If you’re a small group of process engineers, perhaps 2-4 people, you can probably use RTC SCM just by placing your RMC libraries in separate RTC components, and putting those components in separate streams. Alternatively, you can place individual plug-ins into components, and assign those components to individuals. You can only do the later if you’re using workspace libraries.

In my experience, process engineers in these kinds of groups are working on different libraries or different types of content for different parts of the organization. They’re effectively a group of individuals, not a team working on the same process. So separating the content into different components and streams will isolate you as if you’re an individual process engineer as described in the first scenario.

This small group might have a core set of content that is shared by everyone. If this is the case, that content often doesn’t change much. You can put the core content into its own component, and assign only one person to modify that component. Most organizations will only find it a minor inconvenience to only have a specific person assigned to that core component.

If your group is larger or needs to modify the same plug-ins, then you’ll need to manually lock all files that you use. To be safe, you should lock all files in the plug-in that you’re editing. You should also use workspace libraries if you use this scenario. This is because a standard library shares the library.xmi file, while a workspace library maintains a separate library.xmi file for each person. It would be too inconvenient to lock the library.xmi file whenever you lock any other file.

When you lock an RTC file, it’s only locked for a specific stream (RTC components can be flowed to any number of streams). This means that others can potentially modify the contents of a component in another stream. This shouldn’t be a problem if you keep your content in a single stream. We don’t need to do the complex merging of source across streams that software development teams may need to do.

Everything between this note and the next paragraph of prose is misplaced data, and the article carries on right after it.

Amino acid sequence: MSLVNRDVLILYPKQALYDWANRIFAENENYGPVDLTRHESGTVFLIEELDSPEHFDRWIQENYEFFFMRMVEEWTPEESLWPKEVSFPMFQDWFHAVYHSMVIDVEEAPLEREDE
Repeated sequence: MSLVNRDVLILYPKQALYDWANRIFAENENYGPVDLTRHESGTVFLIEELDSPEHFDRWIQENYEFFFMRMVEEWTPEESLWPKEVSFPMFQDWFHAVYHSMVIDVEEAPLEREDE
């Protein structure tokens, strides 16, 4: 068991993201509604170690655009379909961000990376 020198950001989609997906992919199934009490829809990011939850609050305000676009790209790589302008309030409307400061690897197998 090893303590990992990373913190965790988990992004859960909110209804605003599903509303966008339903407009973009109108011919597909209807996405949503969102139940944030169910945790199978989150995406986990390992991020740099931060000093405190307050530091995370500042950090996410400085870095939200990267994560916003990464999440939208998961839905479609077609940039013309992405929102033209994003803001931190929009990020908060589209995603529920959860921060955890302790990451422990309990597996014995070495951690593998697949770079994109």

Open the plug-in from the Navigator view and lock it from there.

You can also manually lock any file via the Navigator view or the Pending Changes view. The rule here is that if you’re the slightest bit worried about someone making conflicting changes, lock the file. Just right-click and select Lock (or Unlock)

In this image, the files are locked from the Pending Changes view. Keep the locks as long as you want. In fact, I’d be reluctant to turn them off.

So there’s three ways to address almost all scenarios of method development in RTC SCM. And the simplest ones should address the needs of most process engineers. You can also mix-and-match these strategies to suit your environment, and customize the strategies in ways that work for you.

As a warning, I’ll remind you that it’s hard to merge RMC library files by hand. If you do make a mistake and two people modify the same file at the same time, the easiest thing to do is to back out one person’s change and re-enter the content when that person can get a lock on the files.

Always be aware that if you’re not manually locking files, someone could modify your content. The goal here is to set up your SCM environment to minimize that possibility and take advantage of doing content development within RTC where you get lots of goodies like SCM, work item management, project planning and tracking, etc.

I’m currently looking into an RTC extension that will automatically do enough pessimistic locking to support RMC development. More on that as it develops. Until then, enjoy using RTC SCM for RMC by taking the right approach.

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5 Responses to How to Use RTC SCM for RMC Content Development

  1. We’ve been using RTC for a number of Center of Excellence efforts that have been using RMC to author reference websites. We’ve used it both as an SCM repository as well as using work items to track feedback from the website users. From an SCM point of view my experiences are similar to yours. We’ve broken things up into separate RTC components, with each component having an owner, including shared components. Also there’s been a fairly small group of authors who have kept closely in touch so we’ve been mostly OK bar a few incidents where we had to manually fix xmi files (which as you point out is not fun).

    Thanks for a great summary article on this. I’ll be sharing with our customers!

  2. Rajnikanth says:

    Will RMC 7.5 integrate with RTC 3.0.1 since both the tools are built on different eclipse version ?

  3. Bruce MacIsaac says:

    With the latest release of RMC 7.5.2.1, locking and unlocking is done automatically by RMC.
    This makes it a lot easier to use RTC as the version control system for method content.